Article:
Safe (2012)

Director: Boaz Yakin
Writer: Boaz Yakin
Cast: Jason Statham, Catherine Chan, Robert John Burke, James Hong, Anson Mount, Chris Sarandon

11 year old Mei (Catherine Chan) has a special talent with numbers and an eidetic memory. Because of that she’s kidnapped by Han Jiao (James Hong) who uses her as an untraceable computer for his business in New York. One day, Mei is first kidnapped by the Russian mob, but then manages to escape and fate throws her together with Luke (Jason Statham), a run-down ex-boxer who sees his own salvation in Mei.

There’s nothing quite like a movie with Jason Statham for when I need my action fix. It doesn’t always work, but when it does, it’s glorious. Safe works in all respects but one: there’s too much gun-fighting and not enough fist-fighting. Other than that, it is extremely enjoyable.

I don’t mind gun-fights in general. They can be exciting and they can be stunning, but more often than not, it’s rather boring to watch people shoot each other and/or ducking and covering behind something. It’s way cooler to watch nicely choreographed hand-to-hand combat. This film does have these hand-to-hand moments (that fight in the subway, for example, was pretty damn cool) and it does even have nice gunfighting moments (like in the Russian mob restaurant) but put altogether there was just a little too much shooting and not enough beating for my taste.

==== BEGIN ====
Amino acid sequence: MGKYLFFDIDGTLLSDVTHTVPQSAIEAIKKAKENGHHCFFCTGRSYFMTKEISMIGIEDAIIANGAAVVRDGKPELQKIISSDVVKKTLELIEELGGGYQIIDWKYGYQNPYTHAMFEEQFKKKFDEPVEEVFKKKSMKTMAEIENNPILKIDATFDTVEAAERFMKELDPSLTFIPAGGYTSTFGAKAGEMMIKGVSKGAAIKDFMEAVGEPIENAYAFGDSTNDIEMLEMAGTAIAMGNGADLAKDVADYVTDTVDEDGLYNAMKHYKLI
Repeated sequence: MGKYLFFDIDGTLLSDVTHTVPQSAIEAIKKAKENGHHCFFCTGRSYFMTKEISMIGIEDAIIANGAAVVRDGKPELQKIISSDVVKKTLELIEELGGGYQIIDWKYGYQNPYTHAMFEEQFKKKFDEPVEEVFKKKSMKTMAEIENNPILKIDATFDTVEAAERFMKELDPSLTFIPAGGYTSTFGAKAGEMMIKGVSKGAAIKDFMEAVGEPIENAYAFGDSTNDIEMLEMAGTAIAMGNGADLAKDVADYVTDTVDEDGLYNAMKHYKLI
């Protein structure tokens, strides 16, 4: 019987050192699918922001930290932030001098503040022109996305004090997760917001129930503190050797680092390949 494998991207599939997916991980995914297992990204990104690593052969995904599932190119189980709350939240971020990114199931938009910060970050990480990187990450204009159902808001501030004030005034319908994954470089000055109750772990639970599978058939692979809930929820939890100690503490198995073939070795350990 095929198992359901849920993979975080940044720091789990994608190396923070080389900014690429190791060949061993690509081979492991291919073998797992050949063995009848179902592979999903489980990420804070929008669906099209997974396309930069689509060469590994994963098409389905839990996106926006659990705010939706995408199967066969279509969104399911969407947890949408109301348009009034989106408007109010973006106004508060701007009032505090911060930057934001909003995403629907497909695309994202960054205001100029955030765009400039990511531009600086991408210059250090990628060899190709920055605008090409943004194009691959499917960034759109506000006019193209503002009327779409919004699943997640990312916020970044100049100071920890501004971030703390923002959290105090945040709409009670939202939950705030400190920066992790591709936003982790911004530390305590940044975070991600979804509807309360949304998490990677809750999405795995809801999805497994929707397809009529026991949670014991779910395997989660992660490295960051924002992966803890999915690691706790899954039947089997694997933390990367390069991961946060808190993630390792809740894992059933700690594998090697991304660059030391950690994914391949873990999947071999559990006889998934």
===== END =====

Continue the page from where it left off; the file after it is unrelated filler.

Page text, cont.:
Nevertheless, I enjoy the Stat in action, with or without guns (and best without clothes which, sadly, doesn’t  happen in this film) and the one character he usually plays and that also works very well here.

It’s best not to think too much about the plot, though, which doesn’t make that much sense. Surprisingly, though, Mei and her relationship with Luke is something that deserves thinking about. In many things their dynamic reminded me of the relationship Newt and Ripley have in Aliens. Luke respects what Mei has been through and what she’s capable of. From the beginning, he doesn’t treat her as a child (in fact, when he tries – like when he turns off the TV in the hotel room while she’s watching cartoons – she ignores him completely). When they’re in a tough spot, he gives her tips on how to handle herself but he doesn’t really act for her.

And Mei has no problem with that. In fact, she demands that treatment and is able to handle it. Luke is the one who latches on to her because he needs her. She sees the advantages in Luke’s protection, but the real need is on his side. I thought that was a really interesting (though it also falls a bit into the recently mentioned male mentor/female hero dynamic).

Anyhoo, dissecting that made the whole thing even better for me, but even without that, I just really enjoyed the film. It’s fun.

Summarising: If you’re in the mood for action, you could do way worse than this film.


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